Catastrophic caldera-forming eruptions II: The subordinate role of magma buoyancy as an eruption trigger

Patricia M. Gregg, Eric B. Grosfils, Shanaka L. de Silva

Research output: Contribution to journalArticlepeer-review


Recent analytical investigations have suggested that magma buoyancy is critical for triggering catastrophic caldera forming eruptions. Through detailed assessment of these approaches, we illustrate how analytical models have been misapplied for investigating buoyancy and are, therefore, incorrect and inconclusive. Nevertheless, the hypothesis that buoyancy is the critical trigger for larger eruptions warrants further investigation. As such, we utilize viscoelastic finite element models that incorporate buoyancy to test overpressure evolution and mechanical failure in the roof due to the coalescence of large buoyant magma bodies for two model cases. In the first case, we mimic empirical approaches and include buoyancy as an explicit boundary condition. In the second set of models, buoyancy is calculated implicitly due to the density contrast between the magma in the reservoir and the host rock. Results from these numerical experiments indicate that buoyancy promotes only minimal overpressurization of large silicic magma reservoirs (<0.1MPa). Furthermore, no Mode-1 tensile failure is predicted along the magma chamber boundary due to buoyancy in large reservoirs. Rather, compressional stresses are observed due to buoyant magma focusing away from the edges of the reservoir and toward the center. Given the shortcomings of the analytical implementations and the results from the numerical experiments, we conclude that buoyancy does not provide an eruption triggering mechanism for large silicic systems. Therefore, correlations of buoyancy with magma residence times, the eruption frequency-volume relationship, and the dimensions of calderas are re-assessed. We find a causal relationship with magma reservoir volume that implicates the mechanical conditions of the host rock as a primary control on eruption frequency. As magma reservoirs grow in size (>100km3) they surpass a rheological threshold where their subsequent evolution is controlled by host rock mechanics. Consequently, this results in a thermomechanical division between small systems that are triggered "internally" by magmatic processes and large systems that are triggered "externally" by faulting related to roof uplift or tectonism. Finally, critical assessment of recent analytical approaches illustrates that care must be used when applying previously derived analytical solutions to ensure that assumptions used in the original formulation are not violated during application to new geologic problems.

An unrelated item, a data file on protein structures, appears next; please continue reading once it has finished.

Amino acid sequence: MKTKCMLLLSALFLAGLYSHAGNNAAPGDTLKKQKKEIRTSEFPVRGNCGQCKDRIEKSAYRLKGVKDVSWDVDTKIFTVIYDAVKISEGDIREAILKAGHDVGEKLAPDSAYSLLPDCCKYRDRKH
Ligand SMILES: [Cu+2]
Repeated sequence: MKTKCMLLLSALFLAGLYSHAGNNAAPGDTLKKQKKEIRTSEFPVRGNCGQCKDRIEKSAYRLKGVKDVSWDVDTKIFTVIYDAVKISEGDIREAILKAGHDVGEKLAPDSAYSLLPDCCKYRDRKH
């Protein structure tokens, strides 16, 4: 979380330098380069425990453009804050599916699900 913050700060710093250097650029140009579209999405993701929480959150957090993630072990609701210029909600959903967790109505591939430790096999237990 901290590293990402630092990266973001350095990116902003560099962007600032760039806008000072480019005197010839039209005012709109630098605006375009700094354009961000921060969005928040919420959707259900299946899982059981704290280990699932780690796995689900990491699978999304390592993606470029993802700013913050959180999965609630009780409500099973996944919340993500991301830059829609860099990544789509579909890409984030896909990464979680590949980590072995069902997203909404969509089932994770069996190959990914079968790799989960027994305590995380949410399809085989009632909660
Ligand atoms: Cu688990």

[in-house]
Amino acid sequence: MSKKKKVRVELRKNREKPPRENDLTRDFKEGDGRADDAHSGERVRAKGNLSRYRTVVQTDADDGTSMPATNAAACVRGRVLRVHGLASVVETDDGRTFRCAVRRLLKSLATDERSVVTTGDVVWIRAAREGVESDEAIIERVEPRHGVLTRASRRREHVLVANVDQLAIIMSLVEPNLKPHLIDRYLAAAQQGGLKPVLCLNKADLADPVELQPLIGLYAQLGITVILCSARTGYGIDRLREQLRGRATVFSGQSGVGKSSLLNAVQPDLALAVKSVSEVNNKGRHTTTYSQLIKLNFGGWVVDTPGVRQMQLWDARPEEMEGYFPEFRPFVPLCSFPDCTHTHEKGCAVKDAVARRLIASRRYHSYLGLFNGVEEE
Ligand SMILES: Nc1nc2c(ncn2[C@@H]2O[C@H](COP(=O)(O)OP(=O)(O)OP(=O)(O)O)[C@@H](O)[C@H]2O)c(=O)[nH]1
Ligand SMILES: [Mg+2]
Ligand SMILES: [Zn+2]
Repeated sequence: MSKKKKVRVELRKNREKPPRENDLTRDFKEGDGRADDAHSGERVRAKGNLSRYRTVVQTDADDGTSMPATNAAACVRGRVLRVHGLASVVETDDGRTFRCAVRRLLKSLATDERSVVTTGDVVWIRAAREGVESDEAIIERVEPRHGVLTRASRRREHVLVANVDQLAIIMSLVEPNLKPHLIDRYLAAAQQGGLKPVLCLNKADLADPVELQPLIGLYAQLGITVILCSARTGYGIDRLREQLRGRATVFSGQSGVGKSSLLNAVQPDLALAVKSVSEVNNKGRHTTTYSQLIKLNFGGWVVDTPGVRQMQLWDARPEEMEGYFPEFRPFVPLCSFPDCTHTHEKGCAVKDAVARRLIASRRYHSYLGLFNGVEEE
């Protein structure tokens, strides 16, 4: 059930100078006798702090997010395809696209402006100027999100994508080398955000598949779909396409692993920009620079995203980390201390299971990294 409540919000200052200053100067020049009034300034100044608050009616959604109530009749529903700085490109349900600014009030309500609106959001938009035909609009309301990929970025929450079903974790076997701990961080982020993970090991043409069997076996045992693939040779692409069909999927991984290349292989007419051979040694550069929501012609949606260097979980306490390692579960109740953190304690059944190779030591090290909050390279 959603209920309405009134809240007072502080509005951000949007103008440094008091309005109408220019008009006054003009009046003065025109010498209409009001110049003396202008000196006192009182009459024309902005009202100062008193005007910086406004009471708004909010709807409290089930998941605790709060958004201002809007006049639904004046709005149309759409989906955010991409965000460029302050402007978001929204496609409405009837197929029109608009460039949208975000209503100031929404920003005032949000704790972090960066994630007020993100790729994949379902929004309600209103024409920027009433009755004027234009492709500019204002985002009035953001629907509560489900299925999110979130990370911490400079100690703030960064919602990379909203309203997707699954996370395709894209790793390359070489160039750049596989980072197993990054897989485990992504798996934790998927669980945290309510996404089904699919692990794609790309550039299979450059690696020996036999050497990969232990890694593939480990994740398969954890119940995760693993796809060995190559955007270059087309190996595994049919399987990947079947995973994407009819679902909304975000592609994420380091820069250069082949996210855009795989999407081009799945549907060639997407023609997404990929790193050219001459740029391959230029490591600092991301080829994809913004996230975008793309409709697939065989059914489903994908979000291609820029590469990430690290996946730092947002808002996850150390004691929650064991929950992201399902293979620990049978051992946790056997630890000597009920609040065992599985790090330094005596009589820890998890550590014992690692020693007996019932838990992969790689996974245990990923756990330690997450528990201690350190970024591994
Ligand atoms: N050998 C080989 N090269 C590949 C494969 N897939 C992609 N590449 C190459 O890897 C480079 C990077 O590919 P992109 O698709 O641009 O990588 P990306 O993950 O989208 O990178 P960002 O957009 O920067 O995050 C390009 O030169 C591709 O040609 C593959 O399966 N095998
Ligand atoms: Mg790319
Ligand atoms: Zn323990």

Original languageEnglish (US)
Pages (from-to)100-113
Number of pages14
JournalJournal of Volcanology and Geothermal Research
StatePublished - Oct 15 2015


  • Buoyancy
  • Caldera collapse
  • Eruption triggering
  • Finite element model
  • Magma reservoir
  • Overpressure

ASJC Scopus subject areas

  • Geophysics
  • Geochemistry and Petrology


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